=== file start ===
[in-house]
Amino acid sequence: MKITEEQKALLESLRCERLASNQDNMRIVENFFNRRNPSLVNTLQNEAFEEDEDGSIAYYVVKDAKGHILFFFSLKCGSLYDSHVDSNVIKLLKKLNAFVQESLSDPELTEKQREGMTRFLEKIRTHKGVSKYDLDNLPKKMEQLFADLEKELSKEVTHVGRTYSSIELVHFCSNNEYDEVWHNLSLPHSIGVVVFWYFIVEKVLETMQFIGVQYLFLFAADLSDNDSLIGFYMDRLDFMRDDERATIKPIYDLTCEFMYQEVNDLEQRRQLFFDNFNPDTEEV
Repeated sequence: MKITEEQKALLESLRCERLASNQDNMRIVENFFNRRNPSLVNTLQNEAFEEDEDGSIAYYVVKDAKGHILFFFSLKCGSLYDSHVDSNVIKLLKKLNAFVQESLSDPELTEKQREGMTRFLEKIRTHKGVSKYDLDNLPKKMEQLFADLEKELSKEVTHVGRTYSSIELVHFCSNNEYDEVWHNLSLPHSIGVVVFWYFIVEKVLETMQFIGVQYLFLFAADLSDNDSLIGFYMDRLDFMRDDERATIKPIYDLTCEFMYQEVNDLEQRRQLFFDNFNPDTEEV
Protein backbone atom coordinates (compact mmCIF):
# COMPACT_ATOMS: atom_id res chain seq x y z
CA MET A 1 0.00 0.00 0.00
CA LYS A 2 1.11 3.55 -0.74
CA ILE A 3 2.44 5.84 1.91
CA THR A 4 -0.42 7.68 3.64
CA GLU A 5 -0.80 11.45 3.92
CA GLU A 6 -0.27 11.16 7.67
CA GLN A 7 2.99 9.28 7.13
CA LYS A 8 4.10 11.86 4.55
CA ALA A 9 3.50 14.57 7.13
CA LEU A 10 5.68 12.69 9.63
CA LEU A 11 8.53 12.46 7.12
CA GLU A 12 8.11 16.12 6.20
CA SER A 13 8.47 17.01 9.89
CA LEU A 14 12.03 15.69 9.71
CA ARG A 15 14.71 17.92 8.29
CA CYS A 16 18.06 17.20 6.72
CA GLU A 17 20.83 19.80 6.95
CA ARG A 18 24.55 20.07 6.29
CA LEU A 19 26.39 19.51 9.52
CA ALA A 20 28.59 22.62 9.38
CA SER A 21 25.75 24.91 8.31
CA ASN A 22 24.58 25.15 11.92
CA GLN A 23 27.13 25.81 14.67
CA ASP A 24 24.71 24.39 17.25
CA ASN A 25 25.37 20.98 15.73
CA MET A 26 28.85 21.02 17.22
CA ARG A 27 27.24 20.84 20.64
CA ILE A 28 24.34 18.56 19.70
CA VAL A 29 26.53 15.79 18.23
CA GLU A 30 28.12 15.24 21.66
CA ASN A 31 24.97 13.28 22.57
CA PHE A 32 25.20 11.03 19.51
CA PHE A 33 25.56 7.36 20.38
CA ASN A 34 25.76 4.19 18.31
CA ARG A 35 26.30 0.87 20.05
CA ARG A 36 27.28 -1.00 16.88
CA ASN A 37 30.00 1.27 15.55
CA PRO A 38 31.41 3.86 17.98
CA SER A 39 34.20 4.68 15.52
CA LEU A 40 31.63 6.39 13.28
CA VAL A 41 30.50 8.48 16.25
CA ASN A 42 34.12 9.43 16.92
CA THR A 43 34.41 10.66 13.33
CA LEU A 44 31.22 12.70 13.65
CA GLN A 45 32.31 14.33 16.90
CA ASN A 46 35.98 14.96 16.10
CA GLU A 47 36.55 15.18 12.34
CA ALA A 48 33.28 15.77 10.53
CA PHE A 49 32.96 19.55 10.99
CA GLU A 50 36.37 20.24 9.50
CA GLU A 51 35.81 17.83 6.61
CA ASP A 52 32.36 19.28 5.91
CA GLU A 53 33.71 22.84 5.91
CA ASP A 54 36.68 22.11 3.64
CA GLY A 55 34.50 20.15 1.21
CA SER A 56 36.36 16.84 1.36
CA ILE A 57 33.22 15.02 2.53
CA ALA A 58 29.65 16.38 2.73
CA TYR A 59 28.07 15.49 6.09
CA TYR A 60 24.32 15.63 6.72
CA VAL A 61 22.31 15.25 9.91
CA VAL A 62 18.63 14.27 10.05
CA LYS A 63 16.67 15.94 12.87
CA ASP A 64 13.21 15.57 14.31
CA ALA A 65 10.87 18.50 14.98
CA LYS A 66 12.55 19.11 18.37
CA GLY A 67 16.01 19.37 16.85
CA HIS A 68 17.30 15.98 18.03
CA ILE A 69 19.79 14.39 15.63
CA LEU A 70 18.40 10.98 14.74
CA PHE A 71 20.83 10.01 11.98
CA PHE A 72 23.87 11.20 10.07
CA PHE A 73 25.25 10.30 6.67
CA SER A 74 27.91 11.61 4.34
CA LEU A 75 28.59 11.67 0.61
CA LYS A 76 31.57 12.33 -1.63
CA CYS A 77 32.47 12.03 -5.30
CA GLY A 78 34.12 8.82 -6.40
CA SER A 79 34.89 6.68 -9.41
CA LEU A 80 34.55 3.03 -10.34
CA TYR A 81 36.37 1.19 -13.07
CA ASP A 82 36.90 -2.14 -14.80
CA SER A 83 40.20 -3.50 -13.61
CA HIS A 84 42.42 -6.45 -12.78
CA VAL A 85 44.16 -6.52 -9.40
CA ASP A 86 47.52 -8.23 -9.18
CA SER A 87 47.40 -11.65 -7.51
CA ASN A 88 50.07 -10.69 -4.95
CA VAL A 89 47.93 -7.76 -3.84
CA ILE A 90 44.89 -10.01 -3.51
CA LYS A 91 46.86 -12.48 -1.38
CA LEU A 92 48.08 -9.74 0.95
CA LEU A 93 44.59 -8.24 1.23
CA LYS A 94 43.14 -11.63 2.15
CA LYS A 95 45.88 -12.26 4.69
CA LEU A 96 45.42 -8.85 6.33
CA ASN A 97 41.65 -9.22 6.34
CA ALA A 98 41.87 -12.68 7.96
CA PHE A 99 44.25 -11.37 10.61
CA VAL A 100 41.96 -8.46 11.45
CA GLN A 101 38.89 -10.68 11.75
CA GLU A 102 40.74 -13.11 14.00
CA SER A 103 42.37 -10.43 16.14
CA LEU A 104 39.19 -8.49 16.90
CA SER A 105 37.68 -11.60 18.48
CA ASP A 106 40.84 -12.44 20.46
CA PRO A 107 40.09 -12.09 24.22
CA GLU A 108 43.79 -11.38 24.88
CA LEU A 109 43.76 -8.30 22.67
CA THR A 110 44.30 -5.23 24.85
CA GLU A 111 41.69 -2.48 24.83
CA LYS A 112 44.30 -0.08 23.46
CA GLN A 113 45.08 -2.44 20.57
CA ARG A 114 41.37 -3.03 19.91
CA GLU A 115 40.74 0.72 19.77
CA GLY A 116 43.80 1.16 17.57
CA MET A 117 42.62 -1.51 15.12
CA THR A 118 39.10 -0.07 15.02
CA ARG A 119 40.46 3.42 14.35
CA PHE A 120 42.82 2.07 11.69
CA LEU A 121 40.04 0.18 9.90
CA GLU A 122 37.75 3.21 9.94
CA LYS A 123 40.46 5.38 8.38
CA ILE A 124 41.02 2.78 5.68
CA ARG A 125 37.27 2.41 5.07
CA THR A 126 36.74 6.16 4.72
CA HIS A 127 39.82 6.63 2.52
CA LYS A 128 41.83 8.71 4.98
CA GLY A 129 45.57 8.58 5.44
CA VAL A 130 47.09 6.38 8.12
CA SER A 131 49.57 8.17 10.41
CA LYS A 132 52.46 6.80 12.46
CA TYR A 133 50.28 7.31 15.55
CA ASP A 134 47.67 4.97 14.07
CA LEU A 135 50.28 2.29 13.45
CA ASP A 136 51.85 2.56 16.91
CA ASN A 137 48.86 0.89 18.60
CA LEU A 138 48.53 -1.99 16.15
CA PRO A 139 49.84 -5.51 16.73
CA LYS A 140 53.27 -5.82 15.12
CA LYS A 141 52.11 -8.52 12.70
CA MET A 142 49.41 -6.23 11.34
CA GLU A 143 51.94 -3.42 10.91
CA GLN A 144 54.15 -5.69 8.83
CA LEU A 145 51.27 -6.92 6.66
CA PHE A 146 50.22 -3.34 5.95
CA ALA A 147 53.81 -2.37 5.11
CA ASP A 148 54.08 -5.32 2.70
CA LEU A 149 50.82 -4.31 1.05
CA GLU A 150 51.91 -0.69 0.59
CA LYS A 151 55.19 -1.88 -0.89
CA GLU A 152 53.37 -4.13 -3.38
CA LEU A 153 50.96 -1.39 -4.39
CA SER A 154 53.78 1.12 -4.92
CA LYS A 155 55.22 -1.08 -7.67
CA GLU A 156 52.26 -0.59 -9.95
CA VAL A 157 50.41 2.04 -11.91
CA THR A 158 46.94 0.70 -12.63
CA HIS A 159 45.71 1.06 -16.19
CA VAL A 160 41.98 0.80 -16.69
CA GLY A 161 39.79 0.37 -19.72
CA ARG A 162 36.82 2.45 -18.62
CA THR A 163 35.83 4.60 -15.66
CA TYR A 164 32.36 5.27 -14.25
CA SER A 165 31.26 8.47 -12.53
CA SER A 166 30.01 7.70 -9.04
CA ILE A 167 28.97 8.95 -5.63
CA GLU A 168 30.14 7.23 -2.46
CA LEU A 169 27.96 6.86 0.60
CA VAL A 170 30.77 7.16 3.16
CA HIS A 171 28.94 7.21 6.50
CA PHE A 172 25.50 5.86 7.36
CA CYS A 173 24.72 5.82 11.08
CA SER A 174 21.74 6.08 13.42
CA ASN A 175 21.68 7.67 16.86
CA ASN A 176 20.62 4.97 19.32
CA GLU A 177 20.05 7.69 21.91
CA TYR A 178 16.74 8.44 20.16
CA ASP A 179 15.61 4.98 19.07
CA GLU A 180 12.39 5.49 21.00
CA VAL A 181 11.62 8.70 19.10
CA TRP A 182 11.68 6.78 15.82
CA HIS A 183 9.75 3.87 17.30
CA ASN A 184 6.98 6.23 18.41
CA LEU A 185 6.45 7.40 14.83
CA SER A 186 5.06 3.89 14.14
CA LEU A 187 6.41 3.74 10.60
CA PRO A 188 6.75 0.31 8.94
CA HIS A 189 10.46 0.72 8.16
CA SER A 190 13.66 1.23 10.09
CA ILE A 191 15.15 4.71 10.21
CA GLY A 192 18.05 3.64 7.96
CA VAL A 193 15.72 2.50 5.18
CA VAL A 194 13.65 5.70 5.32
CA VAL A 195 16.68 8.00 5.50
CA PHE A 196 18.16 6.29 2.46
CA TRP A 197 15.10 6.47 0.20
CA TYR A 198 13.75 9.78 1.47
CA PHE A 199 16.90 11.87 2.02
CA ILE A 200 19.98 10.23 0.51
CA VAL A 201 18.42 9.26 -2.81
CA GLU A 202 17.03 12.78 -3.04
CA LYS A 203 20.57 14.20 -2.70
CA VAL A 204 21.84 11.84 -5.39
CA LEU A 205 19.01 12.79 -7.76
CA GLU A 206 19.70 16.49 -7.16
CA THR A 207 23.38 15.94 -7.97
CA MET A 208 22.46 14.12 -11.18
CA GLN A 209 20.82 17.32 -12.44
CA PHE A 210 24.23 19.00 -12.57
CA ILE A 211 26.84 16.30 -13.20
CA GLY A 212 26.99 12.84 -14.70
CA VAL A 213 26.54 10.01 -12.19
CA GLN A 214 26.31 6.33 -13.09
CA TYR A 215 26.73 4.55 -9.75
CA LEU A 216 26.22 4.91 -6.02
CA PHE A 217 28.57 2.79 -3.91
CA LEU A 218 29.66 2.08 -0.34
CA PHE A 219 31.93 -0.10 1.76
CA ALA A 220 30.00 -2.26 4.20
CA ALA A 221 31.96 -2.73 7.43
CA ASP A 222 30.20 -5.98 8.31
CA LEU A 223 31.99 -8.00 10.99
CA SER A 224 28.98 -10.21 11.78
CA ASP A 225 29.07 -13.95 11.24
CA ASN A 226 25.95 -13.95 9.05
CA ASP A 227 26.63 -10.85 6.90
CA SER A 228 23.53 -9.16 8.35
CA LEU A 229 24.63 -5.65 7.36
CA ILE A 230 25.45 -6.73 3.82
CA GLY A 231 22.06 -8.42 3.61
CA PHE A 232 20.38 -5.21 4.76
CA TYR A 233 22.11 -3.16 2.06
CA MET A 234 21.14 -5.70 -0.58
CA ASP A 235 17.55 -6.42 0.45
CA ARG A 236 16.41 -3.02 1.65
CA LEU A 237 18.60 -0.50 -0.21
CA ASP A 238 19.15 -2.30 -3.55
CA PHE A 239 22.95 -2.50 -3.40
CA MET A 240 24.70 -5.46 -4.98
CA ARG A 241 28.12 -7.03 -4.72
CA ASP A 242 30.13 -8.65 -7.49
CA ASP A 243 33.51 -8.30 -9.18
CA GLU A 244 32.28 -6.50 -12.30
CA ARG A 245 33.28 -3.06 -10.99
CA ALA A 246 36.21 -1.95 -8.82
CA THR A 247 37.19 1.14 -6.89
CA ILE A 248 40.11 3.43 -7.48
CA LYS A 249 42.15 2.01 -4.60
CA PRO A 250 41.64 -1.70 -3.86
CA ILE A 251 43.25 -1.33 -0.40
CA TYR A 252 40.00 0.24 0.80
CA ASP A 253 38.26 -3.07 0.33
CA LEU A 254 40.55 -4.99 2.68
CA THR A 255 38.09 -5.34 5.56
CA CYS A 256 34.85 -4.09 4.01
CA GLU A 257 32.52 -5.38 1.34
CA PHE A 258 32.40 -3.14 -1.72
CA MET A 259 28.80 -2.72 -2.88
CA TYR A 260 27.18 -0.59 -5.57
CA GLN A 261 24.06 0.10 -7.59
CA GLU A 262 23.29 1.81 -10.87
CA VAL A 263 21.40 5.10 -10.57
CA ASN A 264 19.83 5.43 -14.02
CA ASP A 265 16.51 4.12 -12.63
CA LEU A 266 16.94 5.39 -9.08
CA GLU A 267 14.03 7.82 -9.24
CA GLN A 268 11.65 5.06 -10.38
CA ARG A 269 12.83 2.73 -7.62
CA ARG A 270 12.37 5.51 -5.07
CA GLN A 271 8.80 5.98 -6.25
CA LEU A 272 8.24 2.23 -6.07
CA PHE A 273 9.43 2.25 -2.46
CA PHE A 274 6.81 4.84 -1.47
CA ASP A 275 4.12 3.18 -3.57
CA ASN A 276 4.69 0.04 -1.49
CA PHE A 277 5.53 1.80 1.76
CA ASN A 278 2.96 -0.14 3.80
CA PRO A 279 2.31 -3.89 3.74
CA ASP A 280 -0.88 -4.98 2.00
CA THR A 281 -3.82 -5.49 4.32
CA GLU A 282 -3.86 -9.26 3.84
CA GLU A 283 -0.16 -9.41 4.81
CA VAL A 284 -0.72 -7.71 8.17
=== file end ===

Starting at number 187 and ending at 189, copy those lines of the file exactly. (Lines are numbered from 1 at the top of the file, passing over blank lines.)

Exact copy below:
CA TRP A 182 11.68 6.78 15.82
CA HIS A 183 9.75 3.87 17.30
CA ASN A 184 6.98 6.23 18.41